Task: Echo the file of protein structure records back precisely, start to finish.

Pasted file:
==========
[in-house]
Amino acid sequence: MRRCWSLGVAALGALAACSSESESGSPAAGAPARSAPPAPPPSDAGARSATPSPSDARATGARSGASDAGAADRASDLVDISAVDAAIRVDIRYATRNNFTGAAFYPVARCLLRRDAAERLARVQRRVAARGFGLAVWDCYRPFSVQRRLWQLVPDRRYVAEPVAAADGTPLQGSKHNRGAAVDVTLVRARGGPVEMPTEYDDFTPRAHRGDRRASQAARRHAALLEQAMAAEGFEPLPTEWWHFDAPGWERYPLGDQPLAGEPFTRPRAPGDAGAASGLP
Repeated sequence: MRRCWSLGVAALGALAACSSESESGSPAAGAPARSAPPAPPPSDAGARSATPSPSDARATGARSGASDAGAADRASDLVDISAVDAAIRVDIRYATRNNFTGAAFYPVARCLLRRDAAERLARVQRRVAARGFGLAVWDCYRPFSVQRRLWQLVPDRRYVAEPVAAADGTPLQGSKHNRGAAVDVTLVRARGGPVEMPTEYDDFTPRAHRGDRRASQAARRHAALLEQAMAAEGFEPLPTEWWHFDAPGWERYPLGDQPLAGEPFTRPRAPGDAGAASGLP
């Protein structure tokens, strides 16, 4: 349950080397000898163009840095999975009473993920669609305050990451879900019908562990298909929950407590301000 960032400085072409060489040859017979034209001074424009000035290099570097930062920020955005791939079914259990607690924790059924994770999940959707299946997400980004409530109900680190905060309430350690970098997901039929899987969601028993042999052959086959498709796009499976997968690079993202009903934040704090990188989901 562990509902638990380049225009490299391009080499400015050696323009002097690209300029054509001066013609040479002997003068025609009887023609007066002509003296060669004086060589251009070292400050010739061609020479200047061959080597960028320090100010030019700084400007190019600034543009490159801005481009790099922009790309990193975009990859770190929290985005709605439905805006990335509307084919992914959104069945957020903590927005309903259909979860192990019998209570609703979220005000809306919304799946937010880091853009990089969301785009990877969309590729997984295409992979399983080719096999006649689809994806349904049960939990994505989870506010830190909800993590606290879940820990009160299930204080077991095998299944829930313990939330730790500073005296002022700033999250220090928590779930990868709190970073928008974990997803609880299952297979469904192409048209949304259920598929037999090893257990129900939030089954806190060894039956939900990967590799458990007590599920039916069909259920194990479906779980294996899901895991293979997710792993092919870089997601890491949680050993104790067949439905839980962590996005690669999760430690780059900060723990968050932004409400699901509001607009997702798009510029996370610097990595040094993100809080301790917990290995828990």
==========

[in-house]
Amino acid sequence: MRRCWSLGVAALGALAACSSESESGSPAAGAPARSAPPAPPPSDAGARSATPSPSDARATGARSGASDAGAADRASDLVDISAVDAAIRVDIRYATRNNFTGAAFYPVARCLLRRDAAERLARVQRRVAARGFGLAVWDCYRPFSVQRRLWQLVPDRRYVAEPVAAADGTPLQGSKHNRGAAVDVTLVRARGGPVEMPTEYDDFTPRAHRGDRRASQAARRHAALLEQAMAAEGFEPLPTEWWHFDAPGWERYPLGDQPLAGEPFTRPRAPGDAGAASGLP
Repeated sequence: MRRCWSLGVAALGALAACSSESESGSPAAGAPARSAPPAPPPSDAGARSATPSPSDARATGARSGASDAGAADRASDLVDISAVDAAIRVDIRYATRNNFTGAAFYPVARCLLRRDAAERLARVQRRVAARGFGLAVWDCYRPFSVQRRLWQLVPDRRYVAEPVAAADGTPLQGSKHNRGAAVDVTLVRARGGPVEMPTEYDDFTPRAHRGDRRASQAARRHAALLEQAMAAEGFEPLPTEWWHFDAPGWERYPLGDQPLAGEPFTRPRAPGDAGAASGLP
């Protein structure tokens, strides 16, 4: 349950080397000898163009840095999975009473993920669609305050990451879900019908562990298909929950407590301000 960032400085072409060489040859017979034209001074424009000035290099570097930062920020955005791939079914259990607690924790059924994770999940959707299946997400980004409530109900680190905060309430350690970098997901039929899987969601028993042999052959086959498709796009499976997968690079993202009903934040704090990188989901 562990509902638990380049225009490299391009080499400015050696323009002097690209300029054509001066013609040479002997003068025609009887023609007066002509003296060669004086060589251009070292400050010739061609020479200047061959080597960028320090100010030019700084400007190019600034543009490159801005481009790099922009790309990193975009990859770190929290985005709605439905805006990335509307084919992914959104069945957020903590927005309903259909979860192990019998209570609703979220005000809306919304799946937010880091853009990089969301785009990877969309590729997984295409992979399983080719096999006649689809994806349904049960939990994505989870506010830190909800993590606290879940820990009160299930204080077991095998299944829930313990939330730790500073005296002022700033999250220090928590779930990868709190970073928008974990997803609880299952297979469904192409048209949304259920598929037999090893257990129900939030089954806190060894039956939900990967590799458990007590599920039916069909259920194990479906779980294996899901895991293979997710792993092919870089997601890491949680050993104790067949439905839980962590996005690669999760430690780059900060723990968050932004409400699901509001607009997702798009510029996370610097990595040094993100809080301790917990290995828990």